London-based artist Sarah Ezekiel has won international recognition for her vivid, life-affirming images. But her work is all the more remarkable for the fact that she has a medical condition that has left her unable to move her arms.

Ezekiel’s pictures are painstakingly produced, stroke by deliberate stroke, using the movement of her eyes and specialized technology that relays those movements to a computer.

The eye-tracking technology gives Ezekiel a platform for artistic expression otherwise denied her by amyotrophic lateral sclerosis (ALS), also known as motor neurone disease.

Ezekiel showed no signs of the condition until 2000, when she was aged 34. Pregnant with her second child, she noticed some weakness in her left arm and that she was slurring her speech. Within months, she was diagnosed with ALS.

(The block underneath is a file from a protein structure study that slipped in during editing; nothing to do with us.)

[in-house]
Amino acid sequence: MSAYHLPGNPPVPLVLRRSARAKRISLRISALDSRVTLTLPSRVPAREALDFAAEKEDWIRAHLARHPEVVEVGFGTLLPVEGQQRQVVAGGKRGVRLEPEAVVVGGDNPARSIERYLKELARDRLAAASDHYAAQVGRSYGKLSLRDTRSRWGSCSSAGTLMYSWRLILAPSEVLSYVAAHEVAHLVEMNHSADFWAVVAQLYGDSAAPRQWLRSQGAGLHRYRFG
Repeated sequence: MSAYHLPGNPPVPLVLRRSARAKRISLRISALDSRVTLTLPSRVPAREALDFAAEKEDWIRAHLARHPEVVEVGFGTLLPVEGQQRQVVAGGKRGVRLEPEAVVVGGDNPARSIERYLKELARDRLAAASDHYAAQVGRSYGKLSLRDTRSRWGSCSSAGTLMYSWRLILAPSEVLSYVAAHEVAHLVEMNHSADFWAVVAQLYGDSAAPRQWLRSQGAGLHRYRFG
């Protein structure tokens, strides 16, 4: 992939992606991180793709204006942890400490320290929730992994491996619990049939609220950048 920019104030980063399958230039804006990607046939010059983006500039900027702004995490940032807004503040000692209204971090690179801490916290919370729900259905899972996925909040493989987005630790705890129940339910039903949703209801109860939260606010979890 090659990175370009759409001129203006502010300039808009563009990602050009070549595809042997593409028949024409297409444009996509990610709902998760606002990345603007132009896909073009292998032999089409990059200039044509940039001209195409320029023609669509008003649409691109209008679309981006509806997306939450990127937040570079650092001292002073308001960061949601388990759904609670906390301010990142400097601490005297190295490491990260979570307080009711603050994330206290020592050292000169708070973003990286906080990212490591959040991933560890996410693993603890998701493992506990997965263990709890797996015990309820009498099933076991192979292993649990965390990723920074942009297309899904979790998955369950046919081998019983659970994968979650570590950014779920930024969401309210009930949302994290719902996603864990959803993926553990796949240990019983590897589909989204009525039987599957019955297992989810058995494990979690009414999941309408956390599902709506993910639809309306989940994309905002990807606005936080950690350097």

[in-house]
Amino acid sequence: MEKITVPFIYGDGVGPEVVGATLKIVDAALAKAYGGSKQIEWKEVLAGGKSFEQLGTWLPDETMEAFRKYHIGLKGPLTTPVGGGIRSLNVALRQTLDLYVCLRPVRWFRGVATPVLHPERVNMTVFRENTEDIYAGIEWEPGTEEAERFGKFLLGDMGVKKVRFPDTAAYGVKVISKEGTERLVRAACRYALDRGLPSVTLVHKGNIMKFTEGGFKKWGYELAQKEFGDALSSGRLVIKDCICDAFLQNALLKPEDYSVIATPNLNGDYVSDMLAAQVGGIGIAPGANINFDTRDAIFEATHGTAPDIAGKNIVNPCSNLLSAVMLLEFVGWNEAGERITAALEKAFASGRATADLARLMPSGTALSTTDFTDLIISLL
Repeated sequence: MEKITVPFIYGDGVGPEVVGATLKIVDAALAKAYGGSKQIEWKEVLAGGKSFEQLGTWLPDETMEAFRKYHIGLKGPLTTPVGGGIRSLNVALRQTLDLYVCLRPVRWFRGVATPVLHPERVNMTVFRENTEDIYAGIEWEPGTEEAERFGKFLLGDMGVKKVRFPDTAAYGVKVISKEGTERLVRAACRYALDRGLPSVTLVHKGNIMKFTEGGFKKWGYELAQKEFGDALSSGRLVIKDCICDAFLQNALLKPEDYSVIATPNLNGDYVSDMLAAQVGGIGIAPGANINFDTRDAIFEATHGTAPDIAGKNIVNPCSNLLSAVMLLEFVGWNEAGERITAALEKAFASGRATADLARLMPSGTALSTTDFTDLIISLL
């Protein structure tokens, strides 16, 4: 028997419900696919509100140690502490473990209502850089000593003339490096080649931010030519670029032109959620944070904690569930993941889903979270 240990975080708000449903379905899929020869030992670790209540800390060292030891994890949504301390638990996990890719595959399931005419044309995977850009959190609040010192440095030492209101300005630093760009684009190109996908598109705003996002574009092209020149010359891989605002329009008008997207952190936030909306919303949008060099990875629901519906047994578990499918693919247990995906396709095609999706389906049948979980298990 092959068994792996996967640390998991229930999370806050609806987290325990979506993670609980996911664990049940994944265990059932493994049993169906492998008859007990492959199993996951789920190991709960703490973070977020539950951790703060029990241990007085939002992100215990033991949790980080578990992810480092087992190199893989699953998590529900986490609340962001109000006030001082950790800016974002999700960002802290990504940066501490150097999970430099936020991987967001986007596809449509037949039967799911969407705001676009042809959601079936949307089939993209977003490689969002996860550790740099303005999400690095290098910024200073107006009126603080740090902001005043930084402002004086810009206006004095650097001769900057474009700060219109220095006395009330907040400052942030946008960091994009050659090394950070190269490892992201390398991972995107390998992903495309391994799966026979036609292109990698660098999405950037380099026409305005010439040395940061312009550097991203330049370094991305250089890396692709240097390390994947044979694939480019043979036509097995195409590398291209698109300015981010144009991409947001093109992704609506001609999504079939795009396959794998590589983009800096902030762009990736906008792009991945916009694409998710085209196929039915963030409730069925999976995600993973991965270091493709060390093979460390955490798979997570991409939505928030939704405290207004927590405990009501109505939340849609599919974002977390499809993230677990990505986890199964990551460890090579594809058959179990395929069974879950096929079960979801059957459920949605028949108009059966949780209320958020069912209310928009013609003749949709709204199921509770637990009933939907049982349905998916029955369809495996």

It’s a condition that affects one in 50,000, according to the ALS Association, and for which there is no known cure.

“My life was pretty normal before,” she says. “I was a full-time mum (and) used to cook, clean and go to the gym regularly.”

She describes her first five years living with ALS as a “bleak wilderness” and “very lonely.” Today, she can neither speak nor move but says “technology has made my life worth living.”

Source: CNN

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